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Contract Of Bailment and Pledge

Explore this blog to gain insights into the special contracts governed by the Indian Contract Act of 1872, focusing on the agreements of bailment and pledges.

Contract Of Bailment and Pledge: Overview

The Indian Contract Act of 1872 establishes a comprehensive framework governing diverse legal relationships, placing particular emphasis on contracts involving bailment and pledge. Within the legal realm, these terms hold unique significance, each carrying specific meanings and consequences. This article provides a detailed exploration of Bailment and Pledge, elucidating their definitions, applications, and the regulatory stipulations outlined in the Indian Contract Act.

Let’s explore the intricacies of these concepts to gain a nuanced understanding of how they intricately shape the landscape of contractual agreements in India.

Essential Features of the Contract of Bailment

Bailment is a legal relationship that arises when one person (the bailor) transfers possession of tangible personal property to another person (the bailee) for a specific purpose or duration. In a bailment arrangement, ownership of the property remains with the bailor, while the bailee is entrusted with the temporary possession and control of the goods.

Key features of a bailment contract include

Valid Contract

Bailment, being a type of contract, necessitates adherence to fundamental contract elements such as offer, consideration, contractual capacity, and intent.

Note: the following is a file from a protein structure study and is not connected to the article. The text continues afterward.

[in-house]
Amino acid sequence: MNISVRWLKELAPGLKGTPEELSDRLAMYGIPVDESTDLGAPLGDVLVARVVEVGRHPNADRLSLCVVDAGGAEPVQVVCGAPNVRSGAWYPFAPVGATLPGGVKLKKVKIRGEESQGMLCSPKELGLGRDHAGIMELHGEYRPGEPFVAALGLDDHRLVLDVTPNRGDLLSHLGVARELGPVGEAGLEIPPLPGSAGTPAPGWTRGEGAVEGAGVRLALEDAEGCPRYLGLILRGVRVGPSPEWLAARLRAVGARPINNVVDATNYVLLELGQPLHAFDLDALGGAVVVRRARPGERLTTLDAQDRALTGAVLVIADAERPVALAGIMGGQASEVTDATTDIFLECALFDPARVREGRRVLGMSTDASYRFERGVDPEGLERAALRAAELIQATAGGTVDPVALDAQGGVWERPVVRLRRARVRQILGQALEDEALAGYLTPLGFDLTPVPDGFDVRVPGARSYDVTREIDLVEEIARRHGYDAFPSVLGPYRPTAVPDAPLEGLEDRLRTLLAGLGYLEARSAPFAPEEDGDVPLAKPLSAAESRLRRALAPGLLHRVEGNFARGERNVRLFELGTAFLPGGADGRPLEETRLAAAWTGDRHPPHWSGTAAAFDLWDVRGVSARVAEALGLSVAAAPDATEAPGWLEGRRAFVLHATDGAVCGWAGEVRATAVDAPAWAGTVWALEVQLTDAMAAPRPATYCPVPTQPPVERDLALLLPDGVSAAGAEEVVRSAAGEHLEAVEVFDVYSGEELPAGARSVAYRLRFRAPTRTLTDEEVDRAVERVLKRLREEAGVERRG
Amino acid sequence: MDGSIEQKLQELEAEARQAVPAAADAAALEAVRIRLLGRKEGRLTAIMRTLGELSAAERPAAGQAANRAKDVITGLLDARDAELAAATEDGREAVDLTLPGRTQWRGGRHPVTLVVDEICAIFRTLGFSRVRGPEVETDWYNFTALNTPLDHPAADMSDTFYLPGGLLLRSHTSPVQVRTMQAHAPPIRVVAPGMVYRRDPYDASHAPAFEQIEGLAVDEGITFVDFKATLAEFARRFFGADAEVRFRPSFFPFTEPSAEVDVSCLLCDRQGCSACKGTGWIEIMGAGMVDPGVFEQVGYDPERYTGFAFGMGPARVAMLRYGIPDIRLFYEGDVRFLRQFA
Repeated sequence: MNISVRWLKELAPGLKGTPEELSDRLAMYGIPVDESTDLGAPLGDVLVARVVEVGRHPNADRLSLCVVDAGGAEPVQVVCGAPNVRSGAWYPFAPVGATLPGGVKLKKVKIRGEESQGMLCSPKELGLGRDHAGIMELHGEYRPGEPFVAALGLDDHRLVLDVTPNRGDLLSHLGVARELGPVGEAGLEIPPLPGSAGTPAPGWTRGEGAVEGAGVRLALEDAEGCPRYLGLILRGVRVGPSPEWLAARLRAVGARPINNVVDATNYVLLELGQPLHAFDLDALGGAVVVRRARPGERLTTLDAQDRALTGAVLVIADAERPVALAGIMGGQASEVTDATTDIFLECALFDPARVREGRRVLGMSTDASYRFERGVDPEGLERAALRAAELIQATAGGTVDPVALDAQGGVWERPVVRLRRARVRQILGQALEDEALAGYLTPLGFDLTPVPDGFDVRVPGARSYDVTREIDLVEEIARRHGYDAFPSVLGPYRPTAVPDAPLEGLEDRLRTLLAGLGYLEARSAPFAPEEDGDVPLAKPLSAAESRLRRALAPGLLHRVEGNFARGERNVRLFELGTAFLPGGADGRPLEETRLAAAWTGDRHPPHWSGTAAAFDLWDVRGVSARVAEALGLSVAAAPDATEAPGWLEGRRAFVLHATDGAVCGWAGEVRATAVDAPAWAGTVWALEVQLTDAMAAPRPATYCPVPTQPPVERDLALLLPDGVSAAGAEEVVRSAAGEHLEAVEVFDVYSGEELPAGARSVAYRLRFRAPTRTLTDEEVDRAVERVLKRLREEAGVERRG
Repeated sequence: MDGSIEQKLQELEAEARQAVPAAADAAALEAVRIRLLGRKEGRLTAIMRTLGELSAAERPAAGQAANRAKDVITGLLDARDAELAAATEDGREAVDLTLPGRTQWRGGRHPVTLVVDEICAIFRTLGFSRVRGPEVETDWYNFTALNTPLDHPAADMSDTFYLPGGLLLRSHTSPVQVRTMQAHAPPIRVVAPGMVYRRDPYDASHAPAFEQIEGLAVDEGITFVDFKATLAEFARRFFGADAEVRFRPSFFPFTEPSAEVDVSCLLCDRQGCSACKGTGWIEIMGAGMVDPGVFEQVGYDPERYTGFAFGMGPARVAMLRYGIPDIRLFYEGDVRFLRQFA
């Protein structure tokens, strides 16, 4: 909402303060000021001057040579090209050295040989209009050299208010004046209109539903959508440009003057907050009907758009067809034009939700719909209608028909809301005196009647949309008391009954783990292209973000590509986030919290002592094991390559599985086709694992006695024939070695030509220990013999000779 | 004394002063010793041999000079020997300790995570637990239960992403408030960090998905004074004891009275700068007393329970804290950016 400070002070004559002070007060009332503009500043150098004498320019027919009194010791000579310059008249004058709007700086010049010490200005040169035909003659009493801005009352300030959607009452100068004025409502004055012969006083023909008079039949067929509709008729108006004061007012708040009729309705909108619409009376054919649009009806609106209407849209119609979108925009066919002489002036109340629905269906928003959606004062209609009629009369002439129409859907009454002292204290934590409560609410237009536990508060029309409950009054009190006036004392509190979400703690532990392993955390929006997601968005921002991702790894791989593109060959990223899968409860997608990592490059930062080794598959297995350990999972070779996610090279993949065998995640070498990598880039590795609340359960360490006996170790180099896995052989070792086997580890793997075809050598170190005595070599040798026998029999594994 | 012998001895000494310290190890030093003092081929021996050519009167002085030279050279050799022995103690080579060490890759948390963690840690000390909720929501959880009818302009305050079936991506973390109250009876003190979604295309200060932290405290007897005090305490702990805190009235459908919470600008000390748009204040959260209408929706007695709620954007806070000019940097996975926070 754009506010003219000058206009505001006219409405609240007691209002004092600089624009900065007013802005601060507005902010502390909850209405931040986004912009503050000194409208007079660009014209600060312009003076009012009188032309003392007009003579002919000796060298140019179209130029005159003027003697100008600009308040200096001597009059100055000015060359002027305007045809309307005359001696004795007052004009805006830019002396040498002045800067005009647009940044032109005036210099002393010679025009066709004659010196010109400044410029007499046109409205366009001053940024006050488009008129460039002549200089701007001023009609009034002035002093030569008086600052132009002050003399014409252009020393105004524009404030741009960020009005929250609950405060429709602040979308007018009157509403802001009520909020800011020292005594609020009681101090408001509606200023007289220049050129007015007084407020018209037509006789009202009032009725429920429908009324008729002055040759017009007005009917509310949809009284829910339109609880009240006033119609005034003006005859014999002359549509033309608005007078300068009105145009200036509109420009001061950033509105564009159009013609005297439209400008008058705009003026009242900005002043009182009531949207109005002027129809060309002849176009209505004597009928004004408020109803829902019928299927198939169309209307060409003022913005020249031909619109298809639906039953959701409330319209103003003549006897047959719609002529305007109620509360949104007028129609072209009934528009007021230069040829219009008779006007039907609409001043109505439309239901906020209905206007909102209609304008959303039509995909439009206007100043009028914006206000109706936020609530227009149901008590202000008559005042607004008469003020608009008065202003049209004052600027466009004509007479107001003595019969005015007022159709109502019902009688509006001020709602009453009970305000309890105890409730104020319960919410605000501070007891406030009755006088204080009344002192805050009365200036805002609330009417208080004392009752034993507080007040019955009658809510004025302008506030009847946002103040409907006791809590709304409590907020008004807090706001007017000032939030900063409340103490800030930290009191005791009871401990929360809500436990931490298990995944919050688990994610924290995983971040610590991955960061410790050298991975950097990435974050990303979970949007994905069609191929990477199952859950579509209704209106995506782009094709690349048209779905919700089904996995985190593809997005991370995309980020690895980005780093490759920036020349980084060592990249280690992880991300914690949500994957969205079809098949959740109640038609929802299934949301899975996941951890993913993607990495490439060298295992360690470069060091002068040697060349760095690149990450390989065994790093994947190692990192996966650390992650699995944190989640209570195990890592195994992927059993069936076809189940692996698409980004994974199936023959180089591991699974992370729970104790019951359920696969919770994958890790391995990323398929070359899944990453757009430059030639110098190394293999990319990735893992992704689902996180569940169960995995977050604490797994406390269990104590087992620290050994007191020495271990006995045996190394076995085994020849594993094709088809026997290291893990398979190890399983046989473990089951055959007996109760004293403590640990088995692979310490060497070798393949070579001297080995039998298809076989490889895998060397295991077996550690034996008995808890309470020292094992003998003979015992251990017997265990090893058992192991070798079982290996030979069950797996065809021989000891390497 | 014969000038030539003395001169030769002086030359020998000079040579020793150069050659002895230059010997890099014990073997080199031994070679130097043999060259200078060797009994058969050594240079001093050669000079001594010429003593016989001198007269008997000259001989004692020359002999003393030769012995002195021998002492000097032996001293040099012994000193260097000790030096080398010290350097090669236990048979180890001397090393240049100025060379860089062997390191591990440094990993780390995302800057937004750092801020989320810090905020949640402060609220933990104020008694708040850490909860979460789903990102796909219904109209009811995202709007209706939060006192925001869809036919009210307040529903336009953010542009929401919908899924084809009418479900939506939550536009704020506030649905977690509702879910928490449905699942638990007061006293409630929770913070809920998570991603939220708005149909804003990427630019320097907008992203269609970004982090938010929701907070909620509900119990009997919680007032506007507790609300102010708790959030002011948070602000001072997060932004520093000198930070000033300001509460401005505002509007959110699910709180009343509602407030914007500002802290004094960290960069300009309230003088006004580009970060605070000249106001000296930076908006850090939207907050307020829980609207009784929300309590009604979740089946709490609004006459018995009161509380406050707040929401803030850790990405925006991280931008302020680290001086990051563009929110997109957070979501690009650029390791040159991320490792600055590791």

The presence of these elements is crucial for the enforceability of the bailment contract in a court of law.

Notably, a bailment contract can be valid even without consideration.

Classification of Bailment

 Gratuitous Bailment: Bailment without consideration.

 Non-Gratuitous Bailment: Bailment with consideration.

Delivery of Possession

Section 149 of the Act emphasizes that delivery to the bailee can be achieved through actions placing the goods in the possession of the intended bailee or an authorized representative.

Delivery is contingent upon a contractual agreement between the bailor and the bailee, whether expressed or implied.

Exception: Recovered Lost Goods

If a third party discovers lost goods, they assume the role of bailee for such items.

Responsibilities include safeguarding the goods, refraining from personal use, making efforts to locate the true owner, and ensuring prompt transfer to the rightful owner.

The finder is entitled to reimbursement for incurred expenses and efforts.

For perishable goods, sale is permissible if the owner cannot be found, with proceeds remitted to the owner/bailor (Section 169).


Goods must be transferred from bailor to bailee for a specified purpose.

Contract cancellation is possible if the bailee acts inconsistently or makes unauthorized use of the goods (Sections 153 and 154).

Return of Goods

After fulfilling the purpose, the bailee must return the goods to the bailor.

Section 160 stipulates that the bailee is obligated to return or deliver the bailed items per the bailor’s instructions, without demand, upon completion of the agreed-upon time or purpose.

Duties of the Bailor

Disclosure of Faults in Goods

The bailor must inform the bailee of any defects in the bailed items, especially if they materially affect their use.

If the bailor fails to disclose flaws that endanger the bailee, they are liable for any resulting losses.